OPTION A

option-a

OPTION B

option-b

As the above diagrams show, Hartly Elementary School, Dover South Elementary School and Dover North Elementary School would have the least amount of changes.  The revamped district would actually have one less elementary school than present, but the populations in each school would change based on removing Kindergarten and adding 5th grade.  As a citizen of Dover, this will definitely be one to watch!  When the strategic plan process began last year I strongly advocated for changing the middle school grade configuration to what they are now proposing.  To hear the plans in more detail, come on out to the board meeting at the district office!

Mapleton Charter Submits Major Modification To Move To Kent County, Lower Enrollment & Change Name

At yesterday’s Delaware State Board of Education meeting, it was announced the Mapleton Charter School of Whitehall submitted a major modification request on 9/16.  Mapleton is looking to move to Kent County, lower it’s enrollment and change it’s name.  While the last is not part of a major modification, the Charter School Office at the DOE is rolling it all into one big request.  The school is scheduled to open in the 2016-2017 academic year.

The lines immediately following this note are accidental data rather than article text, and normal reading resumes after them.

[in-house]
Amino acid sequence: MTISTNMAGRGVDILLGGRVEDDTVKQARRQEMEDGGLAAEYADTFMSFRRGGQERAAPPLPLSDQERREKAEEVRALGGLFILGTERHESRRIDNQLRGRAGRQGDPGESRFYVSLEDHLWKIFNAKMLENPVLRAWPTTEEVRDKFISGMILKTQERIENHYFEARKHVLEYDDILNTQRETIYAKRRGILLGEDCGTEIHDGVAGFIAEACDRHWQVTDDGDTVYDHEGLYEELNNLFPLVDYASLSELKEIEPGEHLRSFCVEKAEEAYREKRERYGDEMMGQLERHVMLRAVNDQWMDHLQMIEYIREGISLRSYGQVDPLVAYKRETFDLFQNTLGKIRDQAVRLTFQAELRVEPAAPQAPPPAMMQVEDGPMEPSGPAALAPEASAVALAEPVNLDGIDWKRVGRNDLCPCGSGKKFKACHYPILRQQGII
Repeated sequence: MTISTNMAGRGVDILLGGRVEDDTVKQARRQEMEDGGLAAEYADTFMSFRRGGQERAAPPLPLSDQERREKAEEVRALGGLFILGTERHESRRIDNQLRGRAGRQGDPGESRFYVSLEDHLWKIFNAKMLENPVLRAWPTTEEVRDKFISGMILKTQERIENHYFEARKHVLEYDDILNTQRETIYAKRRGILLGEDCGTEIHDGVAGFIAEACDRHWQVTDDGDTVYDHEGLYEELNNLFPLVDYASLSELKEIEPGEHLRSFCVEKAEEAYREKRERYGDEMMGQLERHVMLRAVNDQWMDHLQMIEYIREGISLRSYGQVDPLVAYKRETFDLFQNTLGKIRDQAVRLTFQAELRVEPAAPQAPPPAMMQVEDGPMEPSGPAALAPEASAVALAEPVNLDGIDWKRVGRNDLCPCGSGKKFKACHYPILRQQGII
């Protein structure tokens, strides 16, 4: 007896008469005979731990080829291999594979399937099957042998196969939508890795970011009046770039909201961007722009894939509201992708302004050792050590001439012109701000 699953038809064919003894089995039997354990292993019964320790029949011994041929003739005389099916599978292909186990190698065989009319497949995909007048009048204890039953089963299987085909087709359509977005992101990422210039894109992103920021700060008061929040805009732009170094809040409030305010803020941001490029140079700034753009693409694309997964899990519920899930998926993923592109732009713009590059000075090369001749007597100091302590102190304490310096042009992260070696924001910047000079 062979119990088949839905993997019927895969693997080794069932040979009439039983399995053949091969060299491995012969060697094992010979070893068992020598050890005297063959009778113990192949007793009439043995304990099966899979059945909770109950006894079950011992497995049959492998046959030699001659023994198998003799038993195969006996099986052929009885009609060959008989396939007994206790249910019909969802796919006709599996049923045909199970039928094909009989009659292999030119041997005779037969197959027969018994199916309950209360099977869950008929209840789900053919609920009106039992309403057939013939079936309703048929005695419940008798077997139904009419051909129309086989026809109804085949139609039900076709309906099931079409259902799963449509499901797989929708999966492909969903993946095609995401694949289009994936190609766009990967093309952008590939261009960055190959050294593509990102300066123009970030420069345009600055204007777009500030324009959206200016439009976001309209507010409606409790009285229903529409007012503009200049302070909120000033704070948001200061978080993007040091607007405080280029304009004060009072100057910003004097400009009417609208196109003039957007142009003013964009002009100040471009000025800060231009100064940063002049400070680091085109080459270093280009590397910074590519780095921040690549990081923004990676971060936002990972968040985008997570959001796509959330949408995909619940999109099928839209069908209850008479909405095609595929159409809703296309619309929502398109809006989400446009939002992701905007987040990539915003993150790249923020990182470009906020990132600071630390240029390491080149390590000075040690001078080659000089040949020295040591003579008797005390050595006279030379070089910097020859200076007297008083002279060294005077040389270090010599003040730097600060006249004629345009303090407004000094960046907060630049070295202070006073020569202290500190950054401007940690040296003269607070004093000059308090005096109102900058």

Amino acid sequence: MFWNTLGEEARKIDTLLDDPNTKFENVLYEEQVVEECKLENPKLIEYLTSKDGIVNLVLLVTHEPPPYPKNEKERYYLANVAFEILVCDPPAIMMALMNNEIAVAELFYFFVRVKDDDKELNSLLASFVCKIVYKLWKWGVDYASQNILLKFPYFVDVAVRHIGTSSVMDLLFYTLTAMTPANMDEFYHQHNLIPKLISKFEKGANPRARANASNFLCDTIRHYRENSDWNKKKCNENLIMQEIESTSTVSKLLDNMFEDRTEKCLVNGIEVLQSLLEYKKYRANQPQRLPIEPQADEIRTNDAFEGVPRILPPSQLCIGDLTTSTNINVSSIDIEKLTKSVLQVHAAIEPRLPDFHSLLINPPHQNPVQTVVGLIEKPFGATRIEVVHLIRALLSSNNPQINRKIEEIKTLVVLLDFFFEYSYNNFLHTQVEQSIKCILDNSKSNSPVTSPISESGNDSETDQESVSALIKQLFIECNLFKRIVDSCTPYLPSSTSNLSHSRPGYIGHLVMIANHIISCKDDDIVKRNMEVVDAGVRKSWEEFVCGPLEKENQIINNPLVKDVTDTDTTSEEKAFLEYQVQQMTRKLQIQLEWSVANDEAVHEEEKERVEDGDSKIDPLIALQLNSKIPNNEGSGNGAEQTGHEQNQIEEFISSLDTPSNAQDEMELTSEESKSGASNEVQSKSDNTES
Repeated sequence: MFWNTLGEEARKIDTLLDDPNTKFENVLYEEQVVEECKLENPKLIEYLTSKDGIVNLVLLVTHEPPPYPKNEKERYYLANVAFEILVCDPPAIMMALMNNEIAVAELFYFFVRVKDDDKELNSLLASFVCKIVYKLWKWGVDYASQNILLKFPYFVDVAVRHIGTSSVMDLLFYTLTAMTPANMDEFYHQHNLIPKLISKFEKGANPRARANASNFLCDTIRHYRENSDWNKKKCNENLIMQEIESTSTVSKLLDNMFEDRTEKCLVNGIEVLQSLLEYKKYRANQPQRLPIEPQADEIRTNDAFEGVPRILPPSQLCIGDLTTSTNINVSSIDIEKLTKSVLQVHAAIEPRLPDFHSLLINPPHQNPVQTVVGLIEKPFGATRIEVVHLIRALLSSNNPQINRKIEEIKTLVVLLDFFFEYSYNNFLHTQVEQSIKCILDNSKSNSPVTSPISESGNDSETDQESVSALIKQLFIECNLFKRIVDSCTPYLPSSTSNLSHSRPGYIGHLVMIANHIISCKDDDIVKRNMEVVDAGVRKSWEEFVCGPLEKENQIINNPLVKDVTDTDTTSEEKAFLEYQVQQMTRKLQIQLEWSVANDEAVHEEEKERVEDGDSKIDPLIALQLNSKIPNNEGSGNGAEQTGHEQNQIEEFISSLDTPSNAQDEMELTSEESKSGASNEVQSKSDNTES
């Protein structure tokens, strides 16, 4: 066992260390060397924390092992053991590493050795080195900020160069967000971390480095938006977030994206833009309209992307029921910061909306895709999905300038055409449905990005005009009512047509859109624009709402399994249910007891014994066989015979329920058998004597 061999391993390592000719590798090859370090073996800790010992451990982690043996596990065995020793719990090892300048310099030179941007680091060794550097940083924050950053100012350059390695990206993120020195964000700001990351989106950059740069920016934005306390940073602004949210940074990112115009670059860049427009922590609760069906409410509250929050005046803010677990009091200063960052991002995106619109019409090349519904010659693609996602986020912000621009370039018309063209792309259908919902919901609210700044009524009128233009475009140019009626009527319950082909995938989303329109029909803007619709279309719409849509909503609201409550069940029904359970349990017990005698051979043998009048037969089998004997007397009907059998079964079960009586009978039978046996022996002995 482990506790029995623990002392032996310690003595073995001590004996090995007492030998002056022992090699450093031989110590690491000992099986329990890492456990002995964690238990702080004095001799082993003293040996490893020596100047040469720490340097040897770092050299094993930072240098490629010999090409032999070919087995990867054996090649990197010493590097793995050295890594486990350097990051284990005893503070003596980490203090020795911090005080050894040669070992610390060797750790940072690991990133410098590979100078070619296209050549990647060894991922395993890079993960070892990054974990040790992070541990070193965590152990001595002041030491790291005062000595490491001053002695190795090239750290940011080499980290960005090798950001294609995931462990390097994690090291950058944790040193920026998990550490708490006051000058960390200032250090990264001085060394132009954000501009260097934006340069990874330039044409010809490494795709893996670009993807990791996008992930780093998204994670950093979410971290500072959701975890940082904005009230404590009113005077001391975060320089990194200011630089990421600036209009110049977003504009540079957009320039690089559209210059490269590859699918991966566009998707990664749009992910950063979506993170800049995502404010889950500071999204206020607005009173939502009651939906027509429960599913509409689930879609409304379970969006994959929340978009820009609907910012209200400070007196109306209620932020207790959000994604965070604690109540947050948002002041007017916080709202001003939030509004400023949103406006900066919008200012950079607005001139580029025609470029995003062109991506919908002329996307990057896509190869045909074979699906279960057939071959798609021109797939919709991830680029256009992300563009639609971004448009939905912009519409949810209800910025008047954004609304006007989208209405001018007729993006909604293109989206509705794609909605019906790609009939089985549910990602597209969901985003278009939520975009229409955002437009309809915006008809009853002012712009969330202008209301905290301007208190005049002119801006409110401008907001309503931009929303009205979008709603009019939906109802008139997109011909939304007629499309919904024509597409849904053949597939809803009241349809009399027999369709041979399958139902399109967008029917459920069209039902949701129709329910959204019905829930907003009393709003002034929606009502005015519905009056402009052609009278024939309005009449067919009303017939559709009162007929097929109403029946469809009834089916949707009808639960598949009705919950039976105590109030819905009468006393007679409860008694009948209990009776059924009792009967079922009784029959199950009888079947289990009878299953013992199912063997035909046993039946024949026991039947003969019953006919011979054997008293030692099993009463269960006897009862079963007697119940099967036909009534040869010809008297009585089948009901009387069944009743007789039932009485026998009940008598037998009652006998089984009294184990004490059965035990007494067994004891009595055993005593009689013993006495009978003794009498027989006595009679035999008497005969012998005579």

From my recollection, this would be the first time a charter has switched locations to a different county in Delaware.  Kent County currently has six charter schools: Campus Community, Providence Creek Academy, Academy of Dover, Positive Outcomes, First State Military Academy and Early College High School.  Three of them are in Dover, two in Smyrna, and one in Camden-Wyoming.  The only other charter school south of the Caesar Rodney School District is Sussex Academy, in the heart of Indian River School District.

Jennifer Nagourney, the Director of the Charter School Office, said it would be up on the Charter School website, but she also emphasized this is a very large application to which State Board member Pat Heffernan advised Nagourney to “get her reading glasses.”  I can’t wait to see it though.  I would love to know where they are planning to locate in Kent County.  I know Kendall Massett published an editorial on Town Square Delaware over a year ago about needing more charters in Kent and Sussex County.  While the bulk of Delaware’s charters are in New Castle County, and more specifically, Wilmington, two of the new charters that opened this year went on formal review due to low enrollment.  They made it out of that status, but I wouldn’t be surprised if Mapleton saw this happening and started making new plans.